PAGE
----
Self-reliance and sustainability in the 21st century.
So you want to have fresh eggs and the more adventurous of
you might even think you want fresh meat! Of course, to be totally in vogue
these are going to have to be free range chickens or it’s just not cool.
Like most things there is another side to the story. This blog is about some of the less attractive side of free range chickens.
We currently have 15 free range chickens, all different varieties. Buff Orpingtons, Dominique’s, and Rhode Island Reds and some kind of cross in between those three breeds. We don’t just let them out in a tiny pen for an hour a day to qualify them as “free range” like so many commercial growers do. We let our chickens out of the coop at first light and they go back in at dusk. All day long they have the full run of our 40 acre property.
While most people might think that is the ultimate in chicken raising it isn’t all that clean of an issue. There are some problems that you should consider before you turn the little ones loose to do as they please.
This summer Laurie worked very hard to put a little flower
bed next to our main entry door. She dug up local plants to display and even shopped
around the woods for some decorative wood to put in the bed. She then wrapped
the whole thing in chicken wire to keep the dog, chickens, and cats out to give
the new plants a chance to get rooted and grow.
The fence was unsightly and we finally took it down last week. Within three days the chickens had destroyed the planter, turning it into a chicken spa to relax out of the sun and bath in its fine soil. I’ve shooed them and even sprayed them with water but they keep coming back.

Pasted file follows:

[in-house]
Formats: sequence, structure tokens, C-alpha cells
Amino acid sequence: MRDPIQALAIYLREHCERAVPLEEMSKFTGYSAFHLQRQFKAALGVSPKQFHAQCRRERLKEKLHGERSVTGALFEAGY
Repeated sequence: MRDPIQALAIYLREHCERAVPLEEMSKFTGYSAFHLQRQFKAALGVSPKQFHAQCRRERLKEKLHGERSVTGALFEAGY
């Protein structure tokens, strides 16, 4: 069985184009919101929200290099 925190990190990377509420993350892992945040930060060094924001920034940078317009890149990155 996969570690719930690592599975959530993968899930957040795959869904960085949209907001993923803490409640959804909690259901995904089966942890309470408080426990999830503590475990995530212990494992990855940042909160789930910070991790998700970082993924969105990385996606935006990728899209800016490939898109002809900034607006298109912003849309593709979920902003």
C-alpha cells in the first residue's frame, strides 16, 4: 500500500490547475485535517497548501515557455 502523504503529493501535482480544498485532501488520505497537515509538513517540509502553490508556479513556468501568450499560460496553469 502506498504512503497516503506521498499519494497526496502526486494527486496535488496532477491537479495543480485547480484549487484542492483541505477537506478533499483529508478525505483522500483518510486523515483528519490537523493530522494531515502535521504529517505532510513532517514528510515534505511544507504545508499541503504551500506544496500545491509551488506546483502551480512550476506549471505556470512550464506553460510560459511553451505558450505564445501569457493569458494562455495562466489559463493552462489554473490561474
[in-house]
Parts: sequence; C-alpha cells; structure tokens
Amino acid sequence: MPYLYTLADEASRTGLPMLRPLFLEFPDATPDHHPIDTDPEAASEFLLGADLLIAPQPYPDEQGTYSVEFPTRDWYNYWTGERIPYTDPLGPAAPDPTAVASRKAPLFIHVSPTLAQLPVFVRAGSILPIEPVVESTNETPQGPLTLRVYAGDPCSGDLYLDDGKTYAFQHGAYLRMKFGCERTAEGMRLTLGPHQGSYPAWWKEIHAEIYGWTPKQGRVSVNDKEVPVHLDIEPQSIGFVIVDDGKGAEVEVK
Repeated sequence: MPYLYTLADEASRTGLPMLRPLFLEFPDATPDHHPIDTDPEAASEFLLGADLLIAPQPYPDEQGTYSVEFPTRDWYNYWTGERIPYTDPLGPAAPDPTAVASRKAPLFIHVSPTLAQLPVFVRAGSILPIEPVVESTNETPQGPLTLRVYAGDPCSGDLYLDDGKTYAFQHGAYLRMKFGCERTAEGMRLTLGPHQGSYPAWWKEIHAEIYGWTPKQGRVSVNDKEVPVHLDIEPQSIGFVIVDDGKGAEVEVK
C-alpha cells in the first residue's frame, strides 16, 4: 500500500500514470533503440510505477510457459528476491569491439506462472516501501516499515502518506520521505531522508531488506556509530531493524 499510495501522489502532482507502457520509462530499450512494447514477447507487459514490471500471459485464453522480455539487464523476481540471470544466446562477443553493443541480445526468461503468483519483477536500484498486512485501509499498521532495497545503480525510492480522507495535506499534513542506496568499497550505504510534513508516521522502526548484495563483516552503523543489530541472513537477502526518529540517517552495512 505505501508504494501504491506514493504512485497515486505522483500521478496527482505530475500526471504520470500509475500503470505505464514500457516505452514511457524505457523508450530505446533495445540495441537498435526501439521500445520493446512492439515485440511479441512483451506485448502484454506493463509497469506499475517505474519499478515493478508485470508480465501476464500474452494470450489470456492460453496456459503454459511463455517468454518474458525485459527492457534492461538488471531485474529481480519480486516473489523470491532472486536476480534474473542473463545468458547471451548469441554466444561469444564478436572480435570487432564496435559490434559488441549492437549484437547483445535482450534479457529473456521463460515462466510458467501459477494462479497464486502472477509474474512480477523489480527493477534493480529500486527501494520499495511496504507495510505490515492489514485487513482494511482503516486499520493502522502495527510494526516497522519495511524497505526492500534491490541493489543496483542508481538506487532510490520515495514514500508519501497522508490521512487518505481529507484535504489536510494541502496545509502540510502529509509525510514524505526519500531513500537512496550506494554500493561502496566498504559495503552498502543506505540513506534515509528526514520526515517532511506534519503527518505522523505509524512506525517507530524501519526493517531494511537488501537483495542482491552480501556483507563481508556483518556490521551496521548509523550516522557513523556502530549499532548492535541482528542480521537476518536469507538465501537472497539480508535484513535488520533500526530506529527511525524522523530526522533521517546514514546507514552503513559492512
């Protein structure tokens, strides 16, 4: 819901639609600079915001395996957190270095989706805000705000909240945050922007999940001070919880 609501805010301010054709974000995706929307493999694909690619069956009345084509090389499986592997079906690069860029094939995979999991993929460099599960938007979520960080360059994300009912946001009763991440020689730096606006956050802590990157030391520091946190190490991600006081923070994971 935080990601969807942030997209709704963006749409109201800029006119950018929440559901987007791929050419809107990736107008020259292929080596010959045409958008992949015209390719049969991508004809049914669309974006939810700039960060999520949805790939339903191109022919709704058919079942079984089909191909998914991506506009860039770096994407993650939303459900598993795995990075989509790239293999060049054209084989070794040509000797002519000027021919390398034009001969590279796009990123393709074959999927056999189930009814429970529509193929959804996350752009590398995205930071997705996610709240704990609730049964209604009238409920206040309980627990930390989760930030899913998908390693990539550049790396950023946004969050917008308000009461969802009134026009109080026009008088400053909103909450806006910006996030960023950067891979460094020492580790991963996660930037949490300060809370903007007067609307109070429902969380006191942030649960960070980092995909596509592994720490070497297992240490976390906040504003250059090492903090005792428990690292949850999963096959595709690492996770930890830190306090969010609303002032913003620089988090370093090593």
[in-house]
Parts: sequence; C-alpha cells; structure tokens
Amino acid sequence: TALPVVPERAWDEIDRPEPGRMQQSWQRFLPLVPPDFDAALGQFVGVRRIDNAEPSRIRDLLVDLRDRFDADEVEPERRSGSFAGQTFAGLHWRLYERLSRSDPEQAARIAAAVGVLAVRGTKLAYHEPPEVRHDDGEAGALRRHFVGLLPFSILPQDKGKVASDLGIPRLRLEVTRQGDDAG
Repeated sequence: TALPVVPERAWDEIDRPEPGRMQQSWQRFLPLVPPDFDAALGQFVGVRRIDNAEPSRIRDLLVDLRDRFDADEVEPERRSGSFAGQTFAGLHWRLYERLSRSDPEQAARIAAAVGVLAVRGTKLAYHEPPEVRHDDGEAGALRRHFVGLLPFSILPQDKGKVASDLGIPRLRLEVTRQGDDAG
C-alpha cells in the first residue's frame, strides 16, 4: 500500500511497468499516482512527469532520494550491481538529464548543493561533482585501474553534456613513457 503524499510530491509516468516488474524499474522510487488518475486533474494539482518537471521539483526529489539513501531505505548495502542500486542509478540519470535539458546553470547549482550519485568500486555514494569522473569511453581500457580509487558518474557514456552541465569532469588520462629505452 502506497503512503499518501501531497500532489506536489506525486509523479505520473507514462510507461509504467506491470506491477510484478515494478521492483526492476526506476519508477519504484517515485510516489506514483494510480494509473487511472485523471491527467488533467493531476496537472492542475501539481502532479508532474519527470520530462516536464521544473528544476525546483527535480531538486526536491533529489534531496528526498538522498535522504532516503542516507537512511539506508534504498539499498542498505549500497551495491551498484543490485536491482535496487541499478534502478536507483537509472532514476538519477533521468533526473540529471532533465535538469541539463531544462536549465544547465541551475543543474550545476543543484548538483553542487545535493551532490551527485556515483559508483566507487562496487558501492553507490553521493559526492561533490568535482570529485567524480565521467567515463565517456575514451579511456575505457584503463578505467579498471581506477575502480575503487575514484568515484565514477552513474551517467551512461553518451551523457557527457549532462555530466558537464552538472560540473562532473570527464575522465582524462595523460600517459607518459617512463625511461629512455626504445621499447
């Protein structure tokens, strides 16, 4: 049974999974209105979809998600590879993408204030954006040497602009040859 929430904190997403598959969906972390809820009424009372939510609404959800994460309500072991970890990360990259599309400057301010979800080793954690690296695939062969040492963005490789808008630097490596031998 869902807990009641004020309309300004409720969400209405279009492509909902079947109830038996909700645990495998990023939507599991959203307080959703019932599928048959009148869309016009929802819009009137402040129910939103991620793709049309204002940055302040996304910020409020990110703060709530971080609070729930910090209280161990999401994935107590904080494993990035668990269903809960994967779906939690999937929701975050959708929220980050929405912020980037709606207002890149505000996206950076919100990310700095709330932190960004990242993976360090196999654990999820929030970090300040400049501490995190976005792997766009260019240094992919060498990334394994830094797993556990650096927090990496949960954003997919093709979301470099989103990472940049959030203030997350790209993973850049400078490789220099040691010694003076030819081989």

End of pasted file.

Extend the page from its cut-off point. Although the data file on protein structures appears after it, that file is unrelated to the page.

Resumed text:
One of my jobs outside is to keep all of our concrete slabs clean which I think helps keep the inside of the house clean. It was all easy enough to do until we got free range chickens. Now I have to scrape the concrete before I sweep it and even that doesn’t erase all of the little round markings. That also goes for anything outside they might sit or roost on during the day.
If that isn’t enough to make you question the whole free
range concept let me add one more. Free
ranging chickens are going to look really good to a variety of predators. This
past year we have had to deal with coyotes, weasels, and too many hawks to list.
Thanks to our Anatolian Shepherd livestock guardian dog and me we still have all 15 chickens but only just barely. The dog has chased coyotes, the weasel, and at least one hawk off the property. The hawk was 3’ above one of the chickens when the dog just exploded into action and chased it away. I took care of the rest. At times it seemed like a full time job, like when the family of hawks came to visit – mom, dad, and baby hawk. They were trying to teach the little one how to hunt and using our chickens to do it with.
They do keep the bugs down. We literally don’t have grasshoppers in our immediate area anymore and I have to admit our chickens seem to be very happy. They also can be very entertaining. All that being said they are fodder for any and all predators and very messy to boot.
We managed to keep our chickens safe this year but how are
you going to feel if you let one predator slip in and steal one of your little
bug pecking munchkins? Is it really in their best interest to free range if it
also exposes them to being killed by any number of different predators? I’ll
leave that up to you to decide. I just want you to be able to make an informed
We’re still free ranging here but I am considering a large pen with a wire lid on it for the future. The jury is still out. One thing that is encouraging is that with each generation of new ones they seem to be getting wilder and more wary than the original chickens we started with. Something else to consider.